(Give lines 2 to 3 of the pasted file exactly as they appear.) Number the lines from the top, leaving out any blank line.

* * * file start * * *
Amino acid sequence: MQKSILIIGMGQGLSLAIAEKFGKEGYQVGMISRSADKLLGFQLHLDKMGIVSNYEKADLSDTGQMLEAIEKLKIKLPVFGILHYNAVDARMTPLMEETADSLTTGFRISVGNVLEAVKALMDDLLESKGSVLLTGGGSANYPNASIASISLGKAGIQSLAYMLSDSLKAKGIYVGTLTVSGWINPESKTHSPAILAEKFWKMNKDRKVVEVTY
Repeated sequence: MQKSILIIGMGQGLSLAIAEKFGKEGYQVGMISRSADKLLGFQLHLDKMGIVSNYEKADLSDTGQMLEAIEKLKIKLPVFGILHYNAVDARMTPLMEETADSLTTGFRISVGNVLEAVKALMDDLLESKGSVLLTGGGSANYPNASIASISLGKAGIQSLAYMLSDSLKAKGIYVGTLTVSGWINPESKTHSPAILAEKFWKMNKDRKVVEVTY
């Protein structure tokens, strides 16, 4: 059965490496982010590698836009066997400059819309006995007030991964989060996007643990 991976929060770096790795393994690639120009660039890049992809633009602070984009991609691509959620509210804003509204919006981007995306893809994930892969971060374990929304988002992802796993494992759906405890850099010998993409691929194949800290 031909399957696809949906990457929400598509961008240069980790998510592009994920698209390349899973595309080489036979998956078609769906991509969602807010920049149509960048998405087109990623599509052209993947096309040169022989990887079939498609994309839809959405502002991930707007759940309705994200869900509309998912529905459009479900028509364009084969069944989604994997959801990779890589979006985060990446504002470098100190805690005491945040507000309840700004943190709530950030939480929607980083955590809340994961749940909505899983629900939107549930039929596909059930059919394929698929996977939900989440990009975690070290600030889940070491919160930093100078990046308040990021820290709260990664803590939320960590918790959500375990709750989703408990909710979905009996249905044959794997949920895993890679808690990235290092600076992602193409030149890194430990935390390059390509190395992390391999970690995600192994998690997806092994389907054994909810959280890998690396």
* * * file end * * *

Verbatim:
Repeated sequence: MQKSILIIGMGQGLSLAIAEKFGKEGYQVGMISRSADKLLGFQLHLDKMGIVSNYEKADLSDTGQMLEAIEKLKIKLPVFGILHYNAVDARMTPLMEETADSLTTGFRISVGNVLEAVKALMDDLLESKGSVLLTGGGSANYPNASIASISLGKAGIQSLAYMLSDSLKAKGIYVGTLTVSGWINPESKTHSPAILAEKFWKMNKDRKVVEVTY
């Protein structure tokens, strides 16, 4: 059965490496982010590698836009066997400059819309006995007030991964989060996007643990 991976929060770096790795393994690639120009660039890049992809633009602070984009991609691509959620509210804003509204919006981007995306893809994930892969971060374990929304988002992802796993494992759906405890850099010998993409691929194949800290 031909399957696809949906990457929400598509961008240069980790998510592009994920698209390349899973595309080489036979998956078609769906991509969602807010920049149509960048998405087109990623599509052209993947096309040169022989990887079939498609994309839809959405502002991930707007759940309705994200869900509309998912529905459009479900028509364009084969069944989604994997959801990779890589979006985060990446504002470098100190805690005491945040507000309840700004943190709530950030939480929607980083955590809340994961749940909505899983629900939107549930039929596909059930059919394929698929996977939900989440990009975690070290600030889940070491919160930093100078990046308040990021820290709260990664803590939320960590918790959500375990709750989703408990909710979905009996249905044959794997949920895993890679808690990235290092600076992602193409030149890194430990935390390059390509190395992390391999970690995600192994998690997806092994389907054994909810959280890998690396």